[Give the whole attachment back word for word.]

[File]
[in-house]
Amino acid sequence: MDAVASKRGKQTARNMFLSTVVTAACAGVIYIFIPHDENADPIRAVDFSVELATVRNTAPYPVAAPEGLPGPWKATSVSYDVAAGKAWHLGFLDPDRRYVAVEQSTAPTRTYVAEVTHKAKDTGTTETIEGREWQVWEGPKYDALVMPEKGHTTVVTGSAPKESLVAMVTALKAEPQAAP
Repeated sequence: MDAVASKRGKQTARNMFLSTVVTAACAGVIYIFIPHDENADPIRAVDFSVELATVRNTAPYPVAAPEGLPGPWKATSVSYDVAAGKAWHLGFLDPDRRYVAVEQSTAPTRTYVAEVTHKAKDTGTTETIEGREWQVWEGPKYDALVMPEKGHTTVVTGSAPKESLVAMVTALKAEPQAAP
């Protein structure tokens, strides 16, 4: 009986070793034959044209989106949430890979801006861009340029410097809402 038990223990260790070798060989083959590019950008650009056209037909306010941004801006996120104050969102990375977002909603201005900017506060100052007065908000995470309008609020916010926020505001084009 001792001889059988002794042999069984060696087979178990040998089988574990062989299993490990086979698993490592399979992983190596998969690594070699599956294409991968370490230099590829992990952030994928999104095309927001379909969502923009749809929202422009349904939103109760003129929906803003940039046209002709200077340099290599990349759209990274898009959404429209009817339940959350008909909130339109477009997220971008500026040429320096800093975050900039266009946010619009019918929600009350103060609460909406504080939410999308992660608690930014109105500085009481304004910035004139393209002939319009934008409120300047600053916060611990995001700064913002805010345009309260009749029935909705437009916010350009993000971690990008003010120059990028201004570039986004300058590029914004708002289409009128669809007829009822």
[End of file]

[in-house]
Amino acid sequence: MDAVASKRGKQTARNMFLSTVVTAACAGVIYIFIPHDENADPIRAVDFSVELATVRNTAPYPVAAPEGLPGPWKATSVSYDVAAGKAWHLGFLDPDRRYVAVEQSTAPTRTYVAEVTHKAKDTGTTETIEGREWQVWEGPKYDALVMPEKGHTTVVTGSAPKESLVAMVTALKAEPQAAP
Repeated sequence: MDAVASKRGKQTARNMFLSTVVTAACAGVIYIFIPHDENADPIRAVDFSVELATVRNTAPYPVAAPEGLPGPWKATSVSYDVAAGKAWHLGFLDPDRRYVAVEQSTAPTRTYVAEVTHKAKDTGTTETIEGREWQVWEGPKYDALVMPEKGHTTVVTGSAPKESLVAMVTALKAEPQAAP
């Protein structure tokens, strides 16, 4: 009986070793034959044209989106949430890979801006861009340029410097809402 038990223990260790070798060989083959590019950008650009056209037909306010941004801006996120104050969102990375977002909603201005900017506060100052007065908000995470309008609020916010926020505001084009 001792001889059988002794042999069984060696087979178990040998089988574990062989299993490990086979698993490592399979992983190596998969690594070699599956294409991968370490230099590829992990952030994928999104095309927001379909969502923009749809929202422009349904939103109760003129929906803003940039046209002709200077340099290599990349759209990274898009959404429209009817339940959350008909909130339109477009997220971008500026040429320096800093975050900039266009946010619009019918929600009350103060609460909406504080939410999308992660608690930014109105500085009481304004910035004139393209002939319009934008409120300047600053916060611990995001700064913002805010345009309260009749029935909705437009916010350009993000971690990008003010120059990028201004570039986004300058590029914004708002289409009128669809007829009822």